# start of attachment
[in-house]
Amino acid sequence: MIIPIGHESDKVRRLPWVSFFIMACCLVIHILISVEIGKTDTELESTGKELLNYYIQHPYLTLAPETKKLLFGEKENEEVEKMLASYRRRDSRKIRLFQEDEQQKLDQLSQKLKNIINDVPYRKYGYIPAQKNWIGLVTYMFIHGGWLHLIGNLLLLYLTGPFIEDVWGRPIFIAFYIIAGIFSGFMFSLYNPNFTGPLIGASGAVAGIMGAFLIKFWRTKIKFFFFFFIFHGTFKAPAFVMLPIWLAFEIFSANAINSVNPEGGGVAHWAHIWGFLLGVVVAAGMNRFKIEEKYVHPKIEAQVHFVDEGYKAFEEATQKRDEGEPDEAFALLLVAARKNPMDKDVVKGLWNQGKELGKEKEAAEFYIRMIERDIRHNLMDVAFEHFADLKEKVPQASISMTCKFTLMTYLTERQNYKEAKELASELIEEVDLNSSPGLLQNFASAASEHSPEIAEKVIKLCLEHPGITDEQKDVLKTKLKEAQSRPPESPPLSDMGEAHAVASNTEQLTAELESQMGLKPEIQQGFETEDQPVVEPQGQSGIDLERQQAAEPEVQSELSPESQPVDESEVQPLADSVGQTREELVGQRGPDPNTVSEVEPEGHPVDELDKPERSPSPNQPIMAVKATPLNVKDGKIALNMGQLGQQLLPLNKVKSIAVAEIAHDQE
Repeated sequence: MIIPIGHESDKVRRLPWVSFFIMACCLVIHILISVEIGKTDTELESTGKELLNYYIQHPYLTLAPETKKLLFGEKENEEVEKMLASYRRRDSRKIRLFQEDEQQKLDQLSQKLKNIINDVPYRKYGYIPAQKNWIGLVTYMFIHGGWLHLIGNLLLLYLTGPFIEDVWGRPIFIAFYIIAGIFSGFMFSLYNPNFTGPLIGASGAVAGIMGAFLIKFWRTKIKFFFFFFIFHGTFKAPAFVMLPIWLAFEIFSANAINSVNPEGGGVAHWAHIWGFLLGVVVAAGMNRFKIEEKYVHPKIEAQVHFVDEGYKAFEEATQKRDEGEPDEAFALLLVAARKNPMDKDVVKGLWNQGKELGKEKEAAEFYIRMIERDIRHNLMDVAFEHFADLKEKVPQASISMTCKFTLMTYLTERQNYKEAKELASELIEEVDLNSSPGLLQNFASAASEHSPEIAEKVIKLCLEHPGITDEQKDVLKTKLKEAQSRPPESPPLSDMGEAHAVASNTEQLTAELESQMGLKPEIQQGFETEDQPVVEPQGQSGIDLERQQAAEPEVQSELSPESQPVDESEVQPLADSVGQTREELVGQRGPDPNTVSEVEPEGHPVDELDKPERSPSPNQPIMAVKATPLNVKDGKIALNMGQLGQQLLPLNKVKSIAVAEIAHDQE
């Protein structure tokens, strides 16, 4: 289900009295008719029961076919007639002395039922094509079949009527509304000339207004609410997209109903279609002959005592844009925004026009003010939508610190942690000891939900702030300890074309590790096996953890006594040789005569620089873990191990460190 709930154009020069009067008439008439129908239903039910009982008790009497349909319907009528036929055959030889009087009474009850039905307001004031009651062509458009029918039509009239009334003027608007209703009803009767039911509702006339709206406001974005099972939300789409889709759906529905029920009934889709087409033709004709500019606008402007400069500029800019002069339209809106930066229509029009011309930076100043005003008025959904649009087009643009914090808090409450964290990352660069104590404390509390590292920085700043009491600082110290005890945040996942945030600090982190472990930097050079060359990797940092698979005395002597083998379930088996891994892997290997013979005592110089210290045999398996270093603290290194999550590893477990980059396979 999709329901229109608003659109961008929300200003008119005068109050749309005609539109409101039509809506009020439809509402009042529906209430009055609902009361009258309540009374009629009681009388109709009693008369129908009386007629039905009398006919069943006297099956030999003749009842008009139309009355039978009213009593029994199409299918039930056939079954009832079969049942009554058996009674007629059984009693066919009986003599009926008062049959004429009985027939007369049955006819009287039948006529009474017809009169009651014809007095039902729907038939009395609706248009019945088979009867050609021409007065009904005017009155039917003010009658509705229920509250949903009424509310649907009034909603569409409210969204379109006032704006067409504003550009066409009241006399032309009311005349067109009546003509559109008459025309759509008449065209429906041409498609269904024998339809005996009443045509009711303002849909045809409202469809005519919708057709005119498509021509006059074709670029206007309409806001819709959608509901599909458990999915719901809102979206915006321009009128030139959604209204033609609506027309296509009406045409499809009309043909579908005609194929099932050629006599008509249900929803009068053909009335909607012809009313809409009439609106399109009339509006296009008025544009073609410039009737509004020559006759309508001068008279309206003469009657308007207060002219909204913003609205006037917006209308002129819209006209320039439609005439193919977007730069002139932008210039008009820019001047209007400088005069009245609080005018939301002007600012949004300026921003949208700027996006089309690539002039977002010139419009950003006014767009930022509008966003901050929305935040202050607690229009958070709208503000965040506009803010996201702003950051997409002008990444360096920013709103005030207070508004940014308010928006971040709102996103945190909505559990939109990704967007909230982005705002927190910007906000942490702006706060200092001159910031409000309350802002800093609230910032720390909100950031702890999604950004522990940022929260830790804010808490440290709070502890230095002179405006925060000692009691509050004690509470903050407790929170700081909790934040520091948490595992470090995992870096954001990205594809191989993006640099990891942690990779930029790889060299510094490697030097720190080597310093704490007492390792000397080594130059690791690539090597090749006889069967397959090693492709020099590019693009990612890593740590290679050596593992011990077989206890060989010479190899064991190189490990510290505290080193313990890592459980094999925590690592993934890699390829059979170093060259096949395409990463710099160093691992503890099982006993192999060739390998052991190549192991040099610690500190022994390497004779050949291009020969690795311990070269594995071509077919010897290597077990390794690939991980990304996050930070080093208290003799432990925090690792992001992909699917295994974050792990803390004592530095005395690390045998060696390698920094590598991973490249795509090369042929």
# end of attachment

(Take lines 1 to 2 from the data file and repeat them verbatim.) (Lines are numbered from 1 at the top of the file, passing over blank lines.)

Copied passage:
[in-house]
Amino acid sequence: MIIPIGHESDKVRRLPWVSFFIMACCLVIHILISVEIGKTDTELESTGKELLNYYIQHPYLTLAPETKKLLFGEKENEEVEKMLASYRRRDSRKIRLFQEDEQQKLDQLSQKLKNIINDVPYRKYGYIPAQKNWIGLVTYMFIHGGWLHLIGNLLLLYLTGPFIEDVWGRPIFIAFYIIAGIFSGFMFSLYNPNFTGPLIGASGAVAGIMGAFLIKFWRTKIKFFFFFFIFHGTFKAPAFVMLPIWLAFEIFSANAINSVNPEGGGVAHWAHIWGFLLGVVVAAGMNRFKIEEKYVHPKIEAQVHFVDEGYKAFEEATQKRDEGEPDEAFALLLVAARKNPMDKDVVKGLWNQGKELGKEKEAAEFYIRMIERDIRHNLMDVAFEHFADLKEKVPQASISMTCKFTLMTYLTERQNYKEAKELASELIEEVDLNSSPGLLQNFASAASEHSPEIAEKVIKLCLEHPGITDEQKDVLKTKLKEAQSRPPESPPLSDMGEAHAVASNTEQLTAELESQMGLKPEIQQGFETEDQPVVEPQGQSGIDLERQQAAEPEVQSELSPESQPVDESEVQPLADSVGQTREELVGQRGPDPNTVSEVEPEGHPVDELDKPERSPSPNQPIMAVKATPLNVKDGKIALNMGQLGQQLLPLNKVKSIAVAEIAHDQE